Brian Minchin Appointed As Co-Executive ProducerBookmark and Share

Tuesday, 30 April 2013 - Reported by John Bowman
Brian Minchin has been made executive producer on Doctor Who alongside showrunner and lead writer Steven Moffat with immediate effect, it was announced this afternoon.

He replaces Caroline Skinner, who stepped down last month to join BBC Drama Production in London.

Minchin is an executive producer for BBC Wales's drama department, where he has been working on The Game, a new Cold War spy thriller from Toby Whithouse for BBC One, and Wizards vs Aliens, the Russell T Davies and Phil Ford co-creation for CBBC. He has also worked as BBC executive producer on Dirk Gently - based on the novels by Douglas Adams - and Being Human (another Whithouse creation).

He has been a script editor on Doctor Who and was a producer for spin-off series The Sarah Jane Adventures as well as the UK sections of Torchwood: Miracle Day, and was assistant producer on Torchwood: Children Of Earth.

Having grown up in Aberystwyth, Minchin joined the BBC Wales drama department in Cardiff in 2005 as a script editor working on the BBC One Wales production Belonging, before moving to network dramas Doctor Who and Torchwood in the same role.

He said:
I'm thrilled and excited to be joining Steven Moffat on a show that has meant so much to me over the years. I've watched in awe as Steven has taken Doctor Who to wild and imaginative places and I can't wait to get started on many more adventures with the Doctor.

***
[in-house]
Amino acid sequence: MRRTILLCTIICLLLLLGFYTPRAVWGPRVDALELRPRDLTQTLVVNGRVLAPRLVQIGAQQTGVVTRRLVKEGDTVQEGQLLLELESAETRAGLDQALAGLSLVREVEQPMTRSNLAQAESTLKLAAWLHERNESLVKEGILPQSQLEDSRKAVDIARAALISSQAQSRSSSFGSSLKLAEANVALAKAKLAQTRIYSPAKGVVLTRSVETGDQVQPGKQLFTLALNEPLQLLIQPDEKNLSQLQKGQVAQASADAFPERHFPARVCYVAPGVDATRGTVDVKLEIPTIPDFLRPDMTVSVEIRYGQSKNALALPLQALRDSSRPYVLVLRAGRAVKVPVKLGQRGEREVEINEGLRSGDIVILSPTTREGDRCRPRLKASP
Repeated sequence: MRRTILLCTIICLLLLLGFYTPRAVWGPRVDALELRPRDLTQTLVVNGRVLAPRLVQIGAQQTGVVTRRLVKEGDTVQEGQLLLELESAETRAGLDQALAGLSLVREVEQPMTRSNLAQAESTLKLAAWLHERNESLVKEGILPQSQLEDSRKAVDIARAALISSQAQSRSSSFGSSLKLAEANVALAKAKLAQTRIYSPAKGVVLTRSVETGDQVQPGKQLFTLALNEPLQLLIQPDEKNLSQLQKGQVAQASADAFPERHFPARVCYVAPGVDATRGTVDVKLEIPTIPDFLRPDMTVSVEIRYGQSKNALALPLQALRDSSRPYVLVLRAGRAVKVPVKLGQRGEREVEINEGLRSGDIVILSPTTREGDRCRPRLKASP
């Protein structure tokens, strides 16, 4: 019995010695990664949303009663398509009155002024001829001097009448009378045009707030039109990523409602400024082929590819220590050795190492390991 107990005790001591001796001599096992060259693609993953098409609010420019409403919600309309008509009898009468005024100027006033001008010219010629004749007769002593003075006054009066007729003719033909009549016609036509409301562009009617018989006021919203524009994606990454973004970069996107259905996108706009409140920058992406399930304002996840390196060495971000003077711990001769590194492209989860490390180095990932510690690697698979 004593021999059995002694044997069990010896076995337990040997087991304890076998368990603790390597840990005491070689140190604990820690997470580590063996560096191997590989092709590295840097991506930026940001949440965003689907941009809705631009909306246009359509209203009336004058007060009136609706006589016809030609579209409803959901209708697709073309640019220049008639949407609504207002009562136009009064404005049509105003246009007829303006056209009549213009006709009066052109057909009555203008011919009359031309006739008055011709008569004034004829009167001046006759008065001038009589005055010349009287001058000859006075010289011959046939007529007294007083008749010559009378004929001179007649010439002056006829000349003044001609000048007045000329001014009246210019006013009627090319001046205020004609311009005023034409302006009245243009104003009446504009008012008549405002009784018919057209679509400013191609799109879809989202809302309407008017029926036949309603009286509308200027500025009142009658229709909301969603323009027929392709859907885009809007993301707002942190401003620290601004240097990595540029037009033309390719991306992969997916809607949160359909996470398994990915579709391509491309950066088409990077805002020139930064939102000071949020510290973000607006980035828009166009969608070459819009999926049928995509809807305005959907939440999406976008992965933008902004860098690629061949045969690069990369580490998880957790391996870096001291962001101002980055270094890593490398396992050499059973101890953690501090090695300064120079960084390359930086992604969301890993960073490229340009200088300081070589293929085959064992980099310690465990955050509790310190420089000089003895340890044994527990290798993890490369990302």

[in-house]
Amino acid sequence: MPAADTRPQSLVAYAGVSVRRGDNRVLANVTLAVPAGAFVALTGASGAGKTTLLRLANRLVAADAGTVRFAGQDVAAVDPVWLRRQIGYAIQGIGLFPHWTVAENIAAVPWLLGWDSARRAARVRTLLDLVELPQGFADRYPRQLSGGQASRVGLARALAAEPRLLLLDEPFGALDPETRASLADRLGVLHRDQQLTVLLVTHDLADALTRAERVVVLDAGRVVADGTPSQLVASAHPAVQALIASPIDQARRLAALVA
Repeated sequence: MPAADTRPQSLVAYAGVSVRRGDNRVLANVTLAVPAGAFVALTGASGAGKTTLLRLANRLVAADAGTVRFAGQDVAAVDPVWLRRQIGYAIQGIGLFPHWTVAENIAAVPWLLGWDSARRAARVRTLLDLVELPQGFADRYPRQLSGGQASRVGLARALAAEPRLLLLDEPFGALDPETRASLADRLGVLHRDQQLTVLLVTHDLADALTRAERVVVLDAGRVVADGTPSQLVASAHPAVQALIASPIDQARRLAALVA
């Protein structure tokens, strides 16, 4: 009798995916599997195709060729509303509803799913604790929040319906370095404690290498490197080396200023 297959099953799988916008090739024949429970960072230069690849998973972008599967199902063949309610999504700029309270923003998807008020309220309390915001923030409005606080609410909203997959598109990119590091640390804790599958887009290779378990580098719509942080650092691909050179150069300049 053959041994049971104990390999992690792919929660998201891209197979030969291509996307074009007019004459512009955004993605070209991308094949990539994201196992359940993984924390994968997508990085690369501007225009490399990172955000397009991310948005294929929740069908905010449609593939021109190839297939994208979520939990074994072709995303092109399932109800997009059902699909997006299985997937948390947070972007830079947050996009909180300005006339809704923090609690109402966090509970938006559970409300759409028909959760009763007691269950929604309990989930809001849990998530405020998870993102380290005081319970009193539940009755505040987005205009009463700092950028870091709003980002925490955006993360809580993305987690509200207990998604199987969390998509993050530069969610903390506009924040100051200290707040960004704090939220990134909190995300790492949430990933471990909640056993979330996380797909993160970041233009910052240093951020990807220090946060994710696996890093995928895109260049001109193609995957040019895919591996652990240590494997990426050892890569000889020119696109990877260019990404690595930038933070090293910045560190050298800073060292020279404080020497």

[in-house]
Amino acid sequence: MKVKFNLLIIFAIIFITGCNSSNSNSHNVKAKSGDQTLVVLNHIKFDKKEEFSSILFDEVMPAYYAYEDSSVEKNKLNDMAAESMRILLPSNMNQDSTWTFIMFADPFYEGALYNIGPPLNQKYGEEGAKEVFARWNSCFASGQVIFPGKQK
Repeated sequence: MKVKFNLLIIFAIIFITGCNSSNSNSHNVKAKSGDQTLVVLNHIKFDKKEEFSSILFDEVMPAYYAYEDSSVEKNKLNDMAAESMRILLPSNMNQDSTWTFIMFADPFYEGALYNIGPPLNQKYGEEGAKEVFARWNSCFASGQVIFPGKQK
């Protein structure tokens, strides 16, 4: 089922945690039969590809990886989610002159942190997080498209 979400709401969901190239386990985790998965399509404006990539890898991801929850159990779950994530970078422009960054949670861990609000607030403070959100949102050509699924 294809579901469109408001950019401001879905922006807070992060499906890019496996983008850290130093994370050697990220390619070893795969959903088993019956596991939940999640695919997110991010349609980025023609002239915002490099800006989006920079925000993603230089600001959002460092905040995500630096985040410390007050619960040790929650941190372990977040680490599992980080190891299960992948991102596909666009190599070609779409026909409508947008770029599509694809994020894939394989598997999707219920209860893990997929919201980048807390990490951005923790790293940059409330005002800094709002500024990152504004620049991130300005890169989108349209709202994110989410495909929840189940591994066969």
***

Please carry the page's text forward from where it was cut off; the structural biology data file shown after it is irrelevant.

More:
Faith Penhale, the head of drama at BBC Wales, said:
I've no doubt Doctor Who will enjoy a very exciting time with Brian at the helm working alongside Steven. Since joining BBC Wales in 2005, he's proved he has a fantastic eye for story and a sharp awareness of what makes a drama like Doctor Who unmissable.
And Moffat added:
When I first took over Doctor Who, Brian was there as script editor, and in the most difficult time of a new Doctor and a new era was completely brilliant. We lost him to producing The Sarah Jane Adventures at the end of our first run. Rising talent keeps rising, is how I comforted myself back then - but now I am beyond happy that Brian has risen all the way back to Doctor Who in his new role of executive producer. I look forward to getting hopelessly lost in space and time with him.

Next Time: The Crimson HorrorBookmark and Share

Tuesday, 30 April 2013 - Reported by Chuck Foster
This weekend's adventure for the Doctor and Clara will be The Crimson Horror, written by Mark Gatiss and directed by Saul Metzstein. The episode will premiere on BBC One in the United Kingdom on Saturday at 6:30pm.